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North Korean Cabinet Premier Kim Tok Hun and State Affairs Commission Vice Chairman Pak Pong Ju conduct a "joint field guidance" visit to a construction side related to the country's C1 chemical industry, a coal gasification project. Korean Central News Agency

The Military: Ri Pyong Chol and Choe Pu Il

Ri Pyong Chol and Korean Workers' Party Military Affairs Director Choe Pu Il were named in the recent South Korean intelligence briefing as having been given wider military roles.

Ri Pyong Chol's rise through Kim Jong Un's ranks in recent years has been closely linked to successful weapons tests, where he's been seen embracing the supreme leader at milestone launches. The former air force commander grew increasingly absent as Kim Jong Un pursued diplomatic engagement with Seoul and Washington beginning in 2018, but appears to be back and more decorated than ever as tensions return to the Korean Peninsula.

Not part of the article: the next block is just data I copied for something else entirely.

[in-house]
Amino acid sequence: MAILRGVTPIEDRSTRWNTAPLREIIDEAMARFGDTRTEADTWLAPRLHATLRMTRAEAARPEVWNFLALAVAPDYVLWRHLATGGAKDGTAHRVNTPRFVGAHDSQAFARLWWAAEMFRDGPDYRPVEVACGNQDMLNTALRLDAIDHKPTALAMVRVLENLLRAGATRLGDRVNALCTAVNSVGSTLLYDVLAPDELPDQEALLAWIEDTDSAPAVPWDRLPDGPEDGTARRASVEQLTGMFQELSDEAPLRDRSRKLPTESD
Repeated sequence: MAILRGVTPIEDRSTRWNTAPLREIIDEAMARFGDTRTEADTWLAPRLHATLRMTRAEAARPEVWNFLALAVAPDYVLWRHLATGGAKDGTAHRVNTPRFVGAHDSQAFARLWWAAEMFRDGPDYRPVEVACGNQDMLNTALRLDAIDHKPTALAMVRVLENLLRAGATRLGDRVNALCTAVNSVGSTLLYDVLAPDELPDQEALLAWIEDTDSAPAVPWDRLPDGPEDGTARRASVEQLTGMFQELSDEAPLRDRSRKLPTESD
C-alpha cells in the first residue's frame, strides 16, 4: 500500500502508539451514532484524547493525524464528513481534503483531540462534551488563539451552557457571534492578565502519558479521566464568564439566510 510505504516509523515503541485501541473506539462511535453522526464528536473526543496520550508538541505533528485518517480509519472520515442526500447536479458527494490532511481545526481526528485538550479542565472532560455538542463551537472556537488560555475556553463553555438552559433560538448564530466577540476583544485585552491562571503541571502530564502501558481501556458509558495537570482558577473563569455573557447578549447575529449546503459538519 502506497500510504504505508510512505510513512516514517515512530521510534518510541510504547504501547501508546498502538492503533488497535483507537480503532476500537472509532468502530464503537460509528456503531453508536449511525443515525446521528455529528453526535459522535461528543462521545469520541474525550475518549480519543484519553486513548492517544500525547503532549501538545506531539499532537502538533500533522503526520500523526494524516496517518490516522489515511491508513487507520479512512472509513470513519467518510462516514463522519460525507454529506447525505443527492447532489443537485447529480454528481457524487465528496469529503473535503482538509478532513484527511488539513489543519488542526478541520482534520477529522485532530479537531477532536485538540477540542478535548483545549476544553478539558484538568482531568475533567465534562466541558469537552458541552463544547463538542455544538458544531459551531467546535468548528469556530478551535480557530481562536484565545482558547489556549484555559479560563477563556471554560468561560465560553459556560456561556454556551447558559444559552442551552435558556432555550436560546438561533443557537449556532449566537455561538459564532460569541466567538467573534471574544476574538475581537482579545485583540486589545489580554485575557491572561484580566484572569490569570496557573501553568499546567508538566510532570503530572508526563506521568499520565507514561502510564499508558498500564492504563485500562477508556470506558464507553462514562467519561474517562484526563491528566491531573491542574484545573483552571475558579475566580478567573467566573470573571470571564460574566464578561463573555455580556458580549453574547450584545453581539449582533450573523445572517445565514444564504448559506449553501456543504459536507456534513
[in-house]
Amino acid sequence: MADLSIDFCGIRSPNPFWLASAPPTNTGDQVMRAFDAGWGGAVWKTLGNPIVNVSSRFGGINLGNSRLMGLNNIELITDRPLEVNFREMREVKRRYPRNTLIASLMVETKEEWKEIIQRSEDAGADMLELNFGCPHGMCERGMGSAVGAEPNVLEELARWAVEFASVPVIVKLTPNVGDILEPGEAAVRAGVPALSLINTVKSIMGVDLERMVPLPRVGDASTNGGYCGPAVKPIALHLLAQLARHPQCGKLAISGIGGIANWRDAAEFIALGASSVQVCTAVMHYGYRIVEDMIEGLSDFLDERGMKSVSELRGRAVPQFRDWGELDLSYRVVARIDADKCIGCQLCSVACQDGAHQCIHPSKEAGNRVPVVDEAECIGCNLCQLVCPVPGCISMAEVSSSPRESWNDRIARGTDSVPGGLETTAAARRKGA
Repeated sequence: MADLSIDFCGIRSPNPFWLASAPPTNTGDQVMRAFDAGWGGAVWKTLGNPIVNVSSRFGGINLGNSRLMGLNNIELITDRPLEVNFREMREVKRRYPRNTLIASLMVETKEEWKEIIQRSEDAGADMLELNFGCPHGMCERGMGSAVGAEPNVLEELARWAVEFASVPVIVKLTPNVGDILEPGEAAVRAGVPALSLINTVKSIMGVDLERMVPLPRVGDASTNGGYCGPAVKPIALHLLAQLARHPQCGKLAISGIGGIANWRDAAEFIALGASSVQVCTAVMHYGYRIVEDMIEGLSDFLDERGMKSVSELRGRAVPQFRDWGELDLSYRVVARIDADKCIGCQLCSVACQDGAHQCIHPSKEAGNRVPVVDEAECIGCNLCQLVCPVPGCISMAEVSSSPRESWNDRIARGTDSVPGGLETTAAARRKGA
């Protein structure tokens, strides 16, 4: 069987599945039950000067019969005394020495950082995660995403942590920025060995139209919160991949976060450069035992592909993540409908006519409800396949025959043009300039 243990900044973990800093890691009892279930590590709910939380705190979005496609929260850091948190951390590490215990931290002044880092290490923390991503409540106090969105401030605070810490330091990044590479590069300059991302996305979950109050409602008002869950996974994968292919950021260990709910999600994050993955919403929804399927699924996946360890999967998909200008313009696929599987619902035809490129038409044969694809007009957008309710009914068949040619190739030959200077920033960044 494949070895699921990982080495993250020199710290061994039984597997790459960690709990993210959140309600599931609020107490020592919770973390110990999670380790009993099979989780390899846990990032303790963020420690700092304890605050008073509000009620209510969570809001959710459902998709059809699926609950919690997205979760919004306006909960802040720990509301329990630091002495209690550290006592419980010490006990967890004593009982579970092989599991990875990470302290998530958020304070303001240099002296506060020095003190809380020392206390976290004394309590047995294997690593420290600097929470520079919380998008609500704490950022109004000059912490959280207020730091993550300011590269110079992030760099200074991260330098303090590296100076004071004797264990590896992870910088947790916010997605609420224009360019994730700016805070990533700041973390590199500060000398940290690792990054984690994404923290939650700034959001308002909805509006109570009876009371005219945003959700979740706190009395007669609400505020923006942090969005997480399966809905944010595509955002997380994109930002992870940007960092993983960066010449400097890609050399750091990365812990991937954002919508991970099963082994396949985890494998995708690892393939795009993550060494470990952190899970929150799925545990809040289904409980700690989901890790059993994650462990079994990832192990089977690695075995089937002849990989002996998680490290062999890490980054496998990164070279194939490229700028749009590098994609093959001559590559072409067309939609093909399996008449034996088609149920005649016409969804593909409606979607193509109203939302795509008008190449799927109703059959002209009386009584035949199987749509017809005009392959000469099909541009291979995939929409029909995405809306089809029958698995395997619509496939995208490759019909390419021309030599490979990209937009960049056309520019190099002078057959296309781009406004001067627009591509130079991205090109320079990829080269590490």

Ri Pyong Chol appears to have another in—he's widely believed to be related as either father, grandfather or uncle of Kim Jong Un's wife, Ri Sol Ju. As for Choe, the former Social Security Ministry head is reported to be Kim Jong Un's former basketball coach.

Kim Jong Un: No Known Successor, Different Than His Predecessors

South Korean lawmakers who took part in the bipartisan, closed-door intelligence briefing emphasized to the media all indications were that Kim Jong Un remains firmly in absolute power with no known designated successor. While the 36-year old leader has made the rare admission that he was facing "unexpected and inevitable challenges" and "shortcomings" from his last five-year economic plan, his candor bore no sign of the waning of his powerful cult of personality, not even in favor of such a core cadre.